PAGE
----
Renault Group’s director of R&D, Gilles Le Borgne, used the Munich motor show to calmly outline why the EU’s proposal to “cut vehicular CO2 emissions from current levels by 100% by 2035” (in simple terms, to ban all forms of hybrids across the EU’s 27 nations) would be resisted by the French firm. He said that 2040 would be a fairer date, environmentally, societally and economically.
“I must be clear that we aren’t resistant to the transition. But there are three clear reasons why we believe it makes sense to extend the transition. Firstly, we want absolute confidence that the infrastructure expands at the rate at which BEVs are mandated. That’s far from certain, and to go faster makes no sense.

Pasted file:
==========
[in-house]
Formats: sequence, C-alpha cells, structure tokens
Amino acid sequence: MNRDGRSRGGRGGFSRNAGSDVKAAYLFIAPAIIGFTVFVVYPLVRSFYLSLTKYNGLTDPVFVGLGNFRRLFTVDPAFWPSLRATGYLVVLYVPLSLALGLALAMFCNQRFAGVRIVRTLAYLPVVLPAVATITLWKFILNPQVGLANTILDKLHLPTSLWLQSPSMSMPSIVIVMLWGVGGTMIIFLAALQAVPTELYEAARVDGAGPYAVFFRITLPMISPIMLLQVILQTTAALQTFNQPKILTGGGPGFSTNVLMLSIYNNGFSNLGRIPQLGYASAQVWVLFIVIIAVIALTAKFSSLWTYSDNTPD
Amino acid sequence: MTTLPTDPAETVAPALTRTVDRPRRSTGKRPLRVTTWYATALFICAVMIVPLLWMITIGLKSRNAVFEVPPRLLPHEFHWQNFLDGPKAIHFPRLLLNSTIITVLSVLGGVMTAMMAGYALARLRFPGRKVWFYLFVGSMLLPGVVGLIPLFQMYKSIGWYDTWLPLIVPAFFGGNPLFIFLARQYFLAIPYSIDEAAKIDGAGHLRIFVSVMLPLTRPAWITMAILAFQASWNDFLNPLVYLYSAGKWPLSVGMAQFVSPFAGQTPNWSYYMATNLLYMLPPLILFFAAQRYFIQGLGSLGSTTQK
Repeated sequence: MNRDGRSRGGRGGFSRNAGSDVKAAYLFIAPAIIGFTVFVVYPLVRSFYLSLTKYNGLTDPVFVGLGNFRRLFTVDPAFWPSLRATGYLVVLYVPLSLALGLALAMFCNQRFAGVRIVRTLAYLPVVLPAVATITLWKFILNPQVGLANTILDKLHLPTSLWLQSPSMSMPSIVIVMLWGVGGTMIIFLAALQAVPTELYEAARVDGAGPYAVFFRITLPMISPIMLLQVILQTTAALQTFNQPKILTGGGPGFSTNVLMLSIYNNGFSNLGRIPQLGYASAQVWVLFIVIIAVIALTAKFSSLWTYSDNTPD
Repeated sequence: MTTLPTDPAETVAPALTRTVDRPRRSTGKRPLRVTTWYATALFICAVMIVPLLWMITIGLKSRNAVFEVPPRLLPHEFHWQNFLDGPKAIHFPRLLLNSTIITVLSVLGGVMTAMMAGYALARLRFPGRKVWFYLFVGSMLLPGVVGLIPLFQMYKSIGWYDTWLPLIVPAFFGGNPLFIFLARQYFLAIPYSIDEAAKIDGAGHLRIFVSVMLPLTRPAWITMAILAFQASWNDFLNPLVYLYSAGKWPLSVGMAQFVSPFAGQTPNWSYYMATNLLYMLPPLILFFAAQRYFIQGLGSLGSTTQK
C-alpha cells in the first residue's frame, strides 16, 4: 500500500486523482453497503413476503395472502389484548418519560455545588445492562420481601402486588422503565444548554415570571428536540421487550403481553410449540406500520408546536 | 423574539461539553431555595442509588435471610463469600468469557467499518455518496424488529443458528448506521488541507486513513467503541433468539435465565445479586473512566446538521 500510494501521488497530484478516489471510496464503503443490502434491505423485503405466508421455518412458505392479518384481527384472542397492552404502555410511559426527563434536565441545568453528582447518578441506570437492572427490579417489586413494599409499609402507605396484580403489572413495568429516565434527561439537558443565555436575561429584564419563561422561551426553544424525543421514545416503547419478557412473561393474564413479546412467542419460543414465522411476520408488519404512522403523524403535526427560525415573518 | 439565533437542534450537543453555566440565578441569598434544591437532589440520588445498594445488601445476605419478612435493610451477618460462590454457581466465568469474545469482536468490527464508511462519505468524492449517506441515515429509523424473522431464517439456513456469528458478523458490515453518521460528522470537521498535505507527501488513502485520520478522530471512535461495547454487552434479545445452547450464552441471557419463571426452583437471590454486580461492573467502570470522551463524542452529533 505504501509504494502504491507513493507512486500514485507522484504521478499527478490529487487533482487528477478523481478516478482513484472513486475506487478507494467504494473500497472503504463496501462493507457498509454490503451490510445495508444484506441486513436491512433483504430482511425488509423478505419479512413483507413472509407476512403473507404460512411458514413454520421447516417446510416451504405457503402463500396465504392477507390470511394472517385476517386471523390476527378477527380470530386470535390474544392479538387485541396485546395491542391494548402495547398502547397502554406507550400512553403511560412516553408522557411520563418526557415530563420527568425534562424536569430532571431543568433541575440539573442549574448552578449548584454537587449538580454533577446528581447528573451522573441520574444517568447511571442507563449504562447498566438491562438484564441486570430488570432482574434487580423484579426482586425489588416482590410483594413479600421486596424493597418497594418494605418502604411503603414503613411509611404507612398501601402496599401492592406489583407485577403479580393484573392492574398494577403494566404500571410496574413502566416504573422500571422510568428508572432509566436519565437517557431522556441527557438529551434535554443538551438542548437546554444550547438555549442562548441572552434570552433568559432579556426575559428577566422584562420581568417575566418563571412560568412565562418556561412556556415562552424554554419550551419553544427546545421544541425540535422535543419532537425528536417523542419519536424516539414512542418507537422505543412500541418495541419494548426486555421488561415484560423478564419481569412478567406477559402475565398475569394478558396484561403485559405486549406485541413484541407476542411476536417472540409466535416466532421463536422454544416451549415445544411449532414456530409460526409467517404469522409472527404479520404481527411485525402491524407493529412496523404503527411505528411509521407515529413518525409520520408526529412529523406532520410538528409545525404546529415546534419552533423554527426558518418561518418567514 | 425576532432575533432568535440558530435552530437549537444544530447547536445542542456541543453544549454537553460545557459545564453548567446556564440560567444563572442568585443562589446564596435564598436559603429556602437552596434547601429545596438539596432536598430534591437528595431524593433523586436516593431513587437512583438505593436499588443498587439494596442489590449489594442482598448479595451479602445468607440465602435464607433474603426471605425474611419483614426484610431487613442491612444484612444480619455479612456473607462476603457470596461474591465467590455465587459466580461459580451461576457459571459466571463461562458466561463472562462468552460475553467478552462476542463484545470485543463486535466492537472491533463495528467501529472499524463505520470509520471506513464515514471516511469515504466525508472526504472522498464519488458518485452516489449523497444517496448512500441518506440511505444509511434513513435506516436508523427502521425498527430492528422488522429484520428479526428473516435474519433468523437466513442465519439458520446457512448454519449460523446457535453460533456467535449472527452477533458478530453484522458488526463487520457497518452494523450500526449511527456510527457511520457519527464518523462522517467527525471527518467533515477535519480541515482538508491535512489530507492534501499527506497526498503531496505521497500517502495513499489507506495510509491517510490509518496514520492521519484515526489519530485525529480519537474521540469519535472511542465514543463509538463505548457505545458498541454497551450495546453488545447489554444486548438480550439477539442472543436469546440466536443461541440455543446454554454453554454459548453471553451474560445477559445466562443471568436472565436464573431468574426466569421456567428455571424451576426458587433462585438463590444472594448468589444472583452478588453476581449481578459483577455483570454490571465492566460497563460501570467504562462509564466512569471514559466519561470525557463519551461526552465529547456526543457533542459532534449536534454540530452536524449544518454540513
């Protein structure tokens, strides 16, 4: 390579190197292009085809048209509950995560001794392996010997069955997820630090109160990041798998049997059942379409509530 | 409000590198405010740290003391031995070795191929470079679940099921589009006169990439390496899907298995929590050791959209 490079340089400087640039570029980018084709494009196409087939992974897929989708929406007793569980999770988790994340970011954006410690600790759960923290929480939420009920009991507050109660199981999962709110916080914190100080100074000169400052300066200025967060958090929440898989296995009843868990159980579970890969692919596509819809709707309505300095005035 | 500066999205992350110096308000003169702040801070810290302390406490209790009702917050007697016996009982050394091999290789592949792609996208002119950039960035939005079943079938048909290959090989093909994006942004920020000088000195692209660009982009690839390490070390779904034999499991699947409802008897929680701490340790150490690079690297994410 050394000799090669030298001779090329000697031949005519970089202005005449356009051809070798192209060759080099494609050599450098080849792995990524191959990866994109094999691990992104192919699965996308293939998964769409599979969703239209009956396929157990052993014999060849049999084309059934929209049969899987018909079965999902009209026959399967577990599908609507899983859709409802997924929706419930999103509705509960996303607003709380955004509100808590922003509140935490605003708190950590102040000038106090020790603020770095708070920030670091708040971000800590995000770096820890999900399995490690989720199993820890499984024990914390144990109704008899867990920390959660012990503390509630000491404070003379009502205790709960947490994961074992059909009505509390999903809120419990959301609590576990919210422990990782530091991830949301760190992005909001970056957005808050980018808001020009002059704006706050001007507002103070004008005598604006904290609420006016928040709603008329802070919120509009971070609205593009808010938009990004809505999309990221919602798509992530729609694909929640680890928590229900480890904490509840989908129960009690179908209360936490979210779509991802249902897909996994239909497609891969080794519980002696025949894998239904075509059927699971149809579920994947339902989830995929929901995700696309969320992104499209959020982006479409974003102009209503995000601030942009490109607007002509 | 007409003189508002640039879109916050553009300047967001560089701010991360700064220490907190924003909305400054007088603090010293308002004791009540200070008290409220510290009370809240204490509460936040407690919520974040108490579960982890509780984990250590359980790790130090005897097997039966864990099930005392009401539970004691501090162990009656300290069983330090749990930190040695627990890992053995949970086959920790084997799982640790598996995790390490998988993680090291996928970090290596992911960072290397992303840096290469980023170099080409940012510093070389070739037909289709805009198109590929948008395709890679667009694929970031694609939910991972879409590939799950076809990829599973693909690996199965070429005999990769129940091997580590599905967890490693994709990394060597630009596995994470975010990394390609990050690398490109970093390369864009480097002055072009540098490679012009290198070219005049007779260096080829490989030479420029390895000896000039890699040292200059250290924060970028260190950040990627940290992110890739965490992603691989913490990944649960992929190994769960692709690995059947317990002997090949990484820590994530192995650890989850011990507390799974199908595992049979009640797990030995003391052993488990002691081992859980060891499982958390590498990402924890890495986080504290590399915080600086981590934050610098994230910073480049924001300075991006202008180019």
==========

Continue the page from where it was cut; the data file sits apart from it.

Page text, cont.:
“Then, while we have absolute confidence that we have the technology – hybrid, plug-in hybrid and BEV are all on sale today – we don’t know if we have the customers who want it or, more significantly, can afford it.
“Finally and critically, we need time to adapt. Switching our factories over to these new technologies isn’t simple and adapting our workforce to it will take time. Such a timeline would be hard for us – and harder still when you work the supply chain into the mix.
“People need to move, and a popular brand like Renault has to be able to offer them a chance to do so in a practical way and at an affordable price.”
The place to discuss everything else..